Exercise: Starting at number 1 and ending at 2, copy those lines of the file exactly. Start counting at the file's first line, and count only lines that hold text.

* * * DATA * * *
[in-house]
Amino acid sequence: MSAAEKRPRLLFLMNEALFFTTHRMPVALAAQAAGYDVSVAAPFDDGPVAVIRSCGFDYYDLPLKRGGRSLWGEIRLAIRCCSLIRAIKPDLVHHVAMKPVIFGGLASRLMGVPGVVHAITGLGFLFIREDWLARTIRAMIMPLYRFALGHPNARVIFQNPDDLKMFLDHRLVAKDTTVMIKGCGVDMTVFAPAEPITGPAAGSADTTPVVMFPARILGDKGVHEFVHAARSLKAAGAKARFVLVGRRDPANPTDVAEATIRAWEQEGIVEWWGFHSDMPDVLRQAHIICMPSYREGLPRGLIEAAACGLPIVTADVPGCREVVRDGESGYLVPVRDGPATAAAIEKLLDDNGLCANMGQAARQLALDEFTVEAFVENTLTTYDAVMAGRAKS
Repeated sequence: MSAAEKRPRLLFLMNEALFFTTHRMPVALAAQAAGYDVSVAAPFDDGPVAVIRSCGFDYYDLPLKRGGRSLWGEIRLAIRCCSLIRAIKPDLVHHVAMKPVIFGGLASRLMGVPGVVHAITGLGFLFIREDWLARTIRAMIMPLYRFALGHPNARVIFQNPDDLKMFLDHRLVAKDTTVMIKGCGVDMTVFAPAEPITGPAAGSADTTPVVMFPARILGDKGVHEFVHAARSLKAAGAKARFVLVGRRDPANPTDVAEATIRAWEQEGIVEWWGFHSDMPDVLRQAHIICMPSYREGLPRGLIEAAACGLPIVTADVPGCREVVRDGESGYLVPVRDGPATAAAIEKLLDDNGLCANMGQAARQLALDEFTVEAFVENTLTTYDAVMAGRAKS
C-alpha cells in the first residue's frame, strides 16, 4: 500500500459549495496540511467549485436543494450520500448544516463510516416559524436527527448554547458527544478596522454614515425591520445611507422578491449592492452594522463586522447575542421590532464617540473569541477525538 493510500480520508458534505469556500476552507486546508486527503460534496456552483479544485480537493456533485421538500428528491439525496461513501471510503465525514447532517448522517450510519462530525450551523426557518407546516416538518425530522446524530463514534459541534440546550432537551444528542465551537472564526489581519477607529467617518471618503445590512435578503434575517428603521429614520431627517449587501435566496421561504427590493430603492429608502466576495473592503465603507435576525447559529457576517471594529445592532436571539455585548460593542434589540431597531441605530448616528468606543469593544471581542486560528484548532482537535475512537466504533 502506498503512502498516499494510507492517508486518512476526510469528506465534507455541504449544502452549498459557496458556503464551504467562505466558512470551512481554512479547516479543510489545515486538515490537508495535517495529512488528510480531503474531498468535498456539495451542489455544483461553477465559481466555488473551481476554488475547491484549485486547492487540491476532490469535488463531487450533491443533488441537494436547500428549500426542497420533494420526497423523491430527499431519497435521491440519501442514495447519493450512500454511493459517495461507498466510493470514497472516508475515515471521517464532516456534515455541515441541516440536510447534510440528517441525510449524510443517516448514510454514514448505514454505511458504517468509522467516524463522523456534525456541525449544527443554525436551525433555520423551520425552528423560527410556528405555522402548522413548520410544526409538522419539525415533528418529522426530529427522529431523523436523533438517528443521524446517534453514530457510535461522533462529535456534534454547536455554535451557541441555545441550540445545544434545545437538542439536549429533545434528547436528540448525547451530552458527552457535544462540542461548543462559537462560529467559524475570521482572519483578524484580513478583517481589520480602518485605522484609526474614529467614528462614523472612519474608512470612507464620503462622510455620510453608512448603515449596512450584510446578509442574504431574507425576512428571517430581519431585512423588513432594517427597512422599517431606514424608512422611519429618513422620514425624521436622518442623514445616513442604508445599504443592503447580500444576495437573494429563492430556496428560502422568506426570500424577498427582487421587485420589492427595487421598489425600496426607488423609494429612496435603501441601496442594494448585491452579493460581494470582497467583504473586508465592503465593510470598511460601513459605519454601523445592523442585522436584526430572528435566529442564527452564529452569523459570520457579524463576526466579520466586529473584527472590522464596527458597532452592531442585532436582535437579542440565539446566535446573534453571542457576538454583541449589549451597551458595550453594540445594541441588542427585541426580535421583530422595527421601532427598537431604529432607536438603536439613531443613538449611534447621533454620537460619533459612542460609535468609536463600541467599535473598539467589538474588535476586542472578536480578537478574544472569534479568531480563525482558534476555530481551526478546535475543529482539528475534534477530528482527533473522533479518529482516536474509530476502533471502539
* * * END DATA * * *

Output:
[in-house]
Amino acid sequence: MSAAEKRPRLLFLMNEALFFTTHRMPVALAAQAAGYDVSVAAPFDDGPVAVIRSCGFDYYDLPLKRGGRSLWGEIRLAIRCCSLIRAIKPDLVHHVAMKPVIFGGLASRLMGVPGVVHAITGLGFLFIREDWLARTIRAMIMPLYRFALGHPNARVIFQNPDDLKMFLDHRLVAKDTTVMIKGCGVDMTVFAPAEPITGPAAGSADTTPVVMFPARILGDKGVHEFVHAARSLKAAGAKARFVLVGRRDPANPTDVAEATIRAWEQEGIVEWWGFHSDMPDVLRQAHIICMPSYREGLPRGLIEAAACGLPIVTADVPGCREVVRDGESGYLVPVRDGPATAAAIEKLLDDNGLCANMGQAARQLALDEFTVEAFVENTLTTYDAVMAGRAKS